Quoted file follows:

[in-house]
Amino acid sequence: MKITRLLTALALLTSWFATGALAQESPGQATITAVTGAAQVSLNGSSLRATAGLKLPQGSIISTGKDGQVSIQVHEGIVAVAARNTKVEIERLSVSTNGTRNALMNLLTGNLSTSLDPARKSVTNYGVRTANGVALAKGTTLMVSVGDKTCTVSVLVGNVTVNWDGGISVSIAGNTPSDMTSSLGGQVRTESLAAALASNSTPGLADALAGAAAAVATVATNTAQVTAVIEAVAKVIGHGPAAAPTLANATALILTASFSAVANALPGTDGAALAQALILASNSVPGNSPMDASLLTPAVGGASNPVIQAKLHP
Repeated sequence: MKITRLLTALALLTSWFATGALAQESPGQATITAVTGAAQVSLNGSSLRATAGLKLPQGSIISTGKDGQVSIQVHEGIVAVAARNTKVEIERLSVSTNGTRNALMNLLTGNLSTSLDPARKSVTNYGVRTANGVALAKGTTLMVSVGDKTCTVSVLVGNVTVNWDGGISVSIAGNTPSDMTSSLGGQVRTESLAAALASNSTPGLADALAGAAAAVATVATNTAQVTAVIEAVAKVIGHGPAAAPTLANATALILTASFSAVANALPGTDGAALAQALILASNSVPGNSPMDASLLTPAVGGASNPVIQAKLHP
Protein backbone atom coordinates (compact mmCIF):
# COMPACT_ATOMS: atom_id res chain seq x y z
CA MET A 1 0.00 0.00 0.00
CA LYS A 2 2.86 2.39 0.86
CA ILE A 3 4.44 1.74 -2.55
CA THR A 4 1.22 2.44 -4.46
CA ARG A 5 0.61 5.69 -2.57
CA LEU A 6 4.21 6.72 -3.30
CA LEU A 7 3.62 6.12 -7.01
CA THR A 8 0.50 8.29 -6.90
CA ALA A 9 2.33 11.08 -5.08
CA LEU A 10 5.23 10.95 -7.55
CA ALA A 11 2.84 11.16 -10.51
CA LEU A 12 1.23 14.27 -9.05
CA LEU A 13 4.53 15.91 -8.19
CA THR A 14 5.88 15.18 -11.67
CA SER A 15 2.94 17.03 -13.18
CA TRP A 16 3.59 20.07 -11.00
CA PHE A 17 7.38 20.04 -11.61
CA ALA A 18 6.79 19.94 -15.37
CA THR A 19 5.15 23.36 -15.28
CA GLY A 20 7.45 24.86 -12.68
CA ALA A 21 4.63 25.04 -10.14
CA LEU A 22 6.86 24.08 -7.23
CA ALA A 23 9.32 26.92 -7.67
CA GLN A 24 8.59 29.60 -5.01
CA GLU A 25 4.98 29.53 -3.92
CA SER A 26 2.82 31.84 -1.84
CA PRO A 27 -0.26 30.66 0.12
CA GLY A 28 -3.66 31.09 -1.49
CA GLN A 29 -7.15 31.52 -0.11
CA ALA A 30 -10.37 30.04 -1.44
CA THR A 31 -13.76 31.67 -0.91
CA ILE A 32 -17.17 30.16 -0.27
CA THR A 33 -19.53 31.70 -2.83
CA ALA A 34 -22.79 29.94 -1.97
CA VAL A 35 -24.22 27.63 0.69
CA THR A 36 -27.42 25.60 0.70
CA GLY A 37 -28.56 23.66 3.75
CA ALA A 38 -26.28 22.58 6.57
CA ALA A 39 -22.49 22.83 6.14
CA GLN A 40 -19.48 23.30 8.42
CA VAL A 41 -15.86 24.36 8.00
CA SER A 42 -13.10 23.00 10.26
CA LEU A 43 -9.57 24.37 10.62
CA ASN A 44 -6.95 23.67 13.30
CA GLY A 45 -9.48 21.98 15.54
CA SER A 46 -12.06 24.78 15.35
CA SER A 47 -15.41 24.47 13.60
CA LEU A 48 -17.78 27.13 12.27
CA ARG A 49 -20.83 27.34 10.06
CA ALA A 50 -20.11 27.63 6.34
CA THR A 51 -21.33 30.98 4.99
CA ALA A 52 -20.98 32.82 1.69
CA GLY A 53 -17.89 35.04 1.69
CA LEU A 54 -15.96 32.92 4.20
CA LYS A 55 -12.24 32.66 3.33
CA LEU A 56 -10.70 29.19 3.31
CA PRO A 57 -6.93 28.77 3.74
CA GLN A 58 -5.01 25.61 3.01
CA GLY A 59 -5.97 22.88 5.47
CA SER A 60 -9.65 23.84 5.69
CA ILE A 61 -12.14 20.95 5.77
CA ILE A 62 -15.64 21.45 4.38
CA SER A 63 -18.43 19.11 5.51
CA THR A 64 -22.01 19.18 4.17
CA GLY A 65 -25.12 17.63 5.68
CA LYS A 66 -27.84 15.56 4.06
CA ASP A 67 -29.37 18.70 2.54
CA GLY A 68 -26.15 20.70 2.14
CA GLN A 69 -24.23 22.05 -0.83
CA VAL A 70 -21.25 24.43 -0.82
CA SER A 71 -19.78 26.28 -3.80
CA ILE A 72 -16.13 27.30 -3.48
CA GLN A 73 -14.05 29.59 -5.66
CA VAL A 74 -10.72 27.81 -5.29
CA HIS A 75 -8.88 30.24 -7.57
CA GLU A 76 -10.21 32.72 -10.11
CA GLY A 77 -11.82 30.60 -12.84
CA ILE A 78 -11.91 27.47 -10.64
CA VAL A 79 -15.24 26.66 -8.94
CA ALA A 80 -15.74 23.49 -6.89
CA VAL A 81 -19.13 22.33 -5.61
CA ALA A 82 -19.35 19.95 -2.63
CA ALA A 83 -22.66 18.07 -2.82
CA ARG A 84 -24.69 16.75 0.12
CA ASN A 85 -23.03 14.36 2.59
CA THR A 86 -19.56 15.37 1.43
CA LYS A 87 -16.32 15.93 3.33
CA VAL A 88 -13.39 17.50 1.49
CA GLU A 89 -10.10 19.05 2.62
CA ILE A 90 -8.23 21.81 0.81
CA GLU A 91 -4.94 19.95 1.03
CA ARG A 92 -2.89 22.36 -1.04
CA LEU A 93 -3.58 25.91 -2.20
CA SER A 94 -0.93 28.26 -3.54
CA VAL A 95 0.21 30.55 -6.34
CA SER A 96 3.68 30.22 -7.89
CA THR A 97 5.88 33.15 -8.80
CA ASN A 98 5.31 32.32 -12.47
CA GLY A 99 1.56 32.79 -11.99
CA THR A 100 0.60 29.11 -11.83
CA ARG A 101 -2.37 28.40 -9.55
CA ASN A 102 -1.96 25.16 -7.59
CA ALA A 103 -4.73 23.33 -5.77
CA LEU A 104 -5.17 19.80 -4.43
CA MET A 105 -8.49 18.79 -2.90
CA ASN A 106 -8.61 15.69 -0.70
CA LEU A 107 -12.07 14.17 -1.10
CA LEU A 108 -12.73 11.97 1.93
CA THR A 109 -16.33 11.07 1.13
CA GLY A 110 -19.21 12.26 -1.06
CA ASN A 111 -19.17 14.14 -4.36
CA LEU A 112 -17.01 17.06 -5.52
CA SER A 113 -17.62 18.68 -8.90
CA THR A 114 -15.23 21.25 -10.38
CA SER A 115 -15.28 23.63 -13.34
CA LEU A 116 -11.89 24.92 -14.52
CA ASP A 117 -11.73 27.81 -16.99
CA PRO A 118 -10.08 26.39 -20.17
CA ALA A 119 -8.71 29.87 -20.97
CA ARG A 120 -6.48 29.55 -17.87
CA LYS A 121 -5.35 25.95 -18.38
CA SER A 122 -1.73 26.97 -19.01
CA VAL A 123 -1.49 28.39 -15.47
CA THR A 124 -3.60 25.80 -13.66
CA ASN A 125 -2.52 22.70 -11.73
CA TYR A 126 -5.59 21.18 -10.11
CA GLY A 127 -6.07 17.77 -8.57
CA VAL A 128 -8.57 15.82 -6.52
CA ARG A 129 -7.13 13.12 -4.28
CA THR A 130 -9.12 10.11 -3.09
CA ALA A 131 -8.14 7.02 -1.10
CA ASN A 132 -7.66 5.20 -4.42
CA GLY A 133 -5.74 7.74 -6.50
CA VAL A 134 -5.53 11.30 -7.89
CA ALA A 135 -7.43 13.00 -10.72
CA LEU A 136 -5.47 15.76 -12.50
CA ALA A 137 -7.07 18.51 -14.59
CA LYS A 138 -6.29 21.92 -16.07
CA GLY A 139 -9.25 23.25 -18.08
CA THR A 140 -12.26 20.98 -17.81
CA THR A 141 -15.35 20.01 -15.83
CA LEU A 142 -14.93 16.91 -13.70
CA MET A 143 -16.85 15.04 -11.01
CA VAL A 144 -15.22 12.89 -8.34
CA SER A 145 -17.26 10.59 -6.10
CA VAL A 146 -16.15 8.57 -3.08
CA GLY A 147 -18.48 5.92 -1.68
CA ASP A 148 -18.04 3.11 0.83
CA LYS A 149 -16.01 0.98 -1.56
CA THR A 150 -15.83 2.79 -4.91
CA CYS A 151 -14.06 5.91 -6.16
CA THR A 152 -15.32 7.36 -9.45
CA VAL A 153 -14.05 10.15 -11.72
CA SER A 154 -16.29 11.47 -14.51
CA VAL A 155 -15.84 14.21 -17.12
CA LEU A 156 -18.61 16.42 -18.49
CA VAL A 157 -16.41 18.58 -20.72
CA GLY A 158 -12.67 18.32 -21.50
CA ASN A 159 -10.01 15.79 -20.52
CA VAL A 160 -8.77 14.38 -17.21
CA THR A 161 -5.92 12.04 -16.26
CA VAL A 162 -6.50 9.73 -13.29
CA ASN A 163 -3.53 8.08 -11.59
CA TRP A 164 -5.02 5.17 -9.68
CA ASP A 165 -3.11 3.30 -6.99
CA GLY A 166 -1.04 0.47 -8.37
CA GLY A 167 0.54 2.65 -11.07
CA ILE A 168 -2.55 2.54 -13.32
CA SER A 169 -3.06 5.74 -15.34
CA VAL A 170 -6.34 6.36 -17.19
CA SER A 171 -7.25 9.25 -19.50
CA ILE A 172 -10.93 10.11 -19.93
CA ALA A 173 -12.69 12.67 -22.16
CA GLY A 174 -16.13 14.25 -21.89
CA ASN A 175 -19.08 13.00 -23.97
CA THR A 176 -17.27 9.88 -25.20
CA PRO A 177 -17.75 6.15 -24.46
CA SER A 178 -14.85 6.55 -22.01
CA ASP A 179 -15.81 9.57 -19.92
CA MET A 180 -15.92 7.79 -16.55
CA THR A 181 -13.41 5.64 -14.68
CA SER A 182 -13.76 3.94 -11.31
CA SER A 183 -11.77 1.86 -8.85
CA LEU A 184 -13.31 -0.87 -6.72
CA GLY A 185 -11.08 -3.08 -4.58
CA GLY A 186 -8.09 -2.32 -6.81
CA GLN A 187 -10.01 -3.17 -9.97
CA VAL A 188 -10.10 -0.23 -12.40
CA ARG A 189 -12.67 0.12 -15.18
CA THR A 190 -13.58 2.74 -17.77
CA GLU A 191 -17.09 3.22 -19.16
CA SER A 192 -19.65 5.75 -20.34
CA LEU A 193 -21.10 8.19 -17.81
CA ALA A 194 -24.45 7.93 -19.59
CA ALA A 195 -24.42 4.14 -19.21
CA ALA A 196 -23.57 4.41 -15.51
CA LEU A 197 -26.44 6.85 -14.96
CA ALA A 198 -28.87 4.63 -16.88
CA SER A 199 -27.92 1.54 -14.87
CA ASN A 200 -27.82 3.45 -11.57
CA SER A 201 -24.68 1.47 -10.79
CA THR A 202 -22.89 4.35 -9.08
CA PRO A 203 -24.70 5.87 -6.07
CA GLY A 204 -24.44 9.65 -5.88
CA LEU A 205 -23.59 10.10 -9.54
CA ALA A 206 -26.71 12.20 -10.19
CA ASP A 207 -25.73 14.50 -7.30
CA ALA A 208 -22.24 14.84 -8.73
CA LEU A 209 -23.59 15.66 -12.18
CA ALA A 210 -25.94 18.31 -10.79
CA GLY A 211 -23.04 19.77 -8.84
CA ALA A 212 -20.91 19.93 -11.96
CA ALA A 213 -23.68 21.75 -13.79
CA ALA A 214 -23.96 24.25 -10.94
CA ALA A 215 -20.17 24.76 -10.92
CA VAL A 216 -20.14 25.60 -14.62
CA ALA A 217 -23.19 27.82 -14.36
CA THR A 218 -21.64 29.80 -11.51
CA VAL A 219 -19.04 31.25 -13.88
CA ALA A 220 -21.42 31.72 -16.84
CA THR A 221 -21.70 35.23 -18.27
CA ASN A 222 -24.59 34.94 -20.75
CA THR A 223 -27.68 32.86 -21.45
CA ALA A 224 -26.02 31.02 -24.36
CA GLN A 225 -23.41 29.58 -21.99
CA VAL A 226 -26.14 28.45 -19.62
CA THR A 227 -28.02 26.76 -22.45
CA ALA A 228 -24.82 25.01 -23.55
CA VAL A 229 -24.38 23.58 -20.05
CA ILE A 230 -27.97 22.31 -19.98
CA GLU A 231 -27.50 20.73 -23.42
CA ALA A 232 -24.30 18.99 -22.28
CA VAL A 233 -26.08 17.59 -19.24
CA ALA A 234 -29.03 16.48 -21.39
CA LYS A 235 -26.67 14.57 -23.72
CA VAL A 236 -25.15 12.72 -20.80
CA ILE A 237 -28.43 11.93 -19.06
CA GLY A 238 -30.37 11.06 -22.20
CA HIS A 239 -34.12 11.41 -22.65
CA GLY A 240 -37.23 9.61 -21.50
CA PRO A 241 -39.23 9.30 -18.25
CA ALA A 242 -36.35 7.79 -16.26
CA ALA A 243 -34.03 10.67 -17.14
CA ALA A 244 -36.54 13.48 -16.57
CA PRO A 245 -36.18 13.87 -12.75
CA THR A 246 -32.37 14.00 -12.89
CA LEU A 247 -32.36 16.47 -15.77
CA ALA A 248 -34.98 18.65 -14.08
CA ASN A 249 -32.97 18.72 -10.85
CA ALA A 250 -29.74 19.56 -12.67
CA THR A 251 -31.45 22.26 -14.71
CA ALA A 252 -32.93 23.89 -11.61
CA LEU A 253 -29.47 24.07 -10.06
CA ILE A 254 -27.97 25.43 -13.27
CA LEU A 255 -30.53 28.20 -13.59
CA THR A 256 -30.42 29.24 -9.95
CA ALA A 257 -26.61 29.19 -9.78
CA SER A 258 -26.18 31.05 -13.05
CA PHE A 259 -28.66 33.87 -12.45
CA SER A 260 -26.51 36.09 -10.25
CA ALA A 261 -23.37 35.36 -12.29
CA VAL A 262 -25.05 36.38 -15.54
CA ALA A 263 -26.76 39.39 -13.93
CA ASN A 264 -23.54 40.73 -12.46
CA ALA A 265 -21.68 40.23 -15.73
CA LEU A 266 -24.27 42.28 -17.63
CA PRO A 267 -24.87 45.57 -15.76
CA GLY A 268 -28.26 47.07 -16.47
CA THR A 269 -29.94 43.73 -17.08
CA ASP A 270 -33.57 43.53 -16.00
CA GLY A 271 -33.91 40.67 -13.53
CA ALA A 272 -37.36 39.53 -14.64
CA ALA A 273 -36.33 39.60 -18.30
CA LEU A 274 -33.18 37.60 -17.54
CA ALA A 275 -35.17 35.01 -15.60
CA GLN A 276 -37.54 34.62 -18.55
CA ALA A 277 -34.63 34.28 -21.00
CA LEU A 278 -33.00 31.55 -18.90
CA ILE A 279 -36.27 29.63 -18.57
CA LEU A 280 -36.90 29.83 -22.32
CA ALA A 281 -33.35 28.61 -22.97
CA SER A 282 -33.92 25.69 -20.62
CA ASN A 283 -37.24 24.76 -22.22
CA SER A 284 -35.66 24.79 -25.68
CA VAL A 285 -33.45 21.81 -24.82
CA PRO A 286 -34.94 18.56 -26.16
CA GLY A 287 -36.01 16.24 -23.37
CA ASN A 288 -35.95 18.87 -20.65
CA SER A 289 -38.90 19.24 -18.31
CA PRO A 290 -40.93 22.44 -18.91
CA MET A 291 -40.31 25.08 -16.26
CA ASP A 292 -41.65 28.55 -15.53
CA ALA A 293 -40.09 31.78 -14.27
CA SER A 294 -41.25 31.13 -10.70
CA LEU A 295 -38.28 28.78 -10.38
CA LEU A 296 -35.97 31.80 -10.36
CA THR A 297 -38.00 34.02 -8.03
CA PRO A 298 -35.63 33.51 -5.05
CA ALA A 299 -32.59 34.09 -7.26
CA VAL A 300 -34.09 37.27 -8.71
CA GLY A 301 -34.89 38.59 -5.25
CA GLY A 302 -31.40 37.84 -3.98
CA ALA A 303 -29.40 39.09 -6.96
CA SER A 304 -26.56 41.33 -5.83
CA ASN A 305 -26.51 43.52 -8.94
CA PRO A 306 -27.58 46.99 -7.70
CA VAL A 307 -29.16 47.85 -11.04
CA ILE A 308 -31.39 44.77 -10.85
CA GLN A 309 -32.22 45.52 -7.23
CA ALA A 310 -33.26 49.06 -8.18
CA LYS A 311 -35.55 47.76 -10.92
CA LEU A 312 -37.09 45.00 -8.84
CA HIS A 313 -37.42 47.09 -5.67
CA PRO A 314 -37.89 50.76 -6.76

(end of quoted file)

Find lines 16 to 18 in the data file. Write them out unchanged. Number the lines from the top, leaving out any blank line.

CA ALA A 11 2.84 11.16 -10.51
CA LEU A 12 1.23 14.27 -9.05
CA LEU A 13 4.53 15.91 -8.19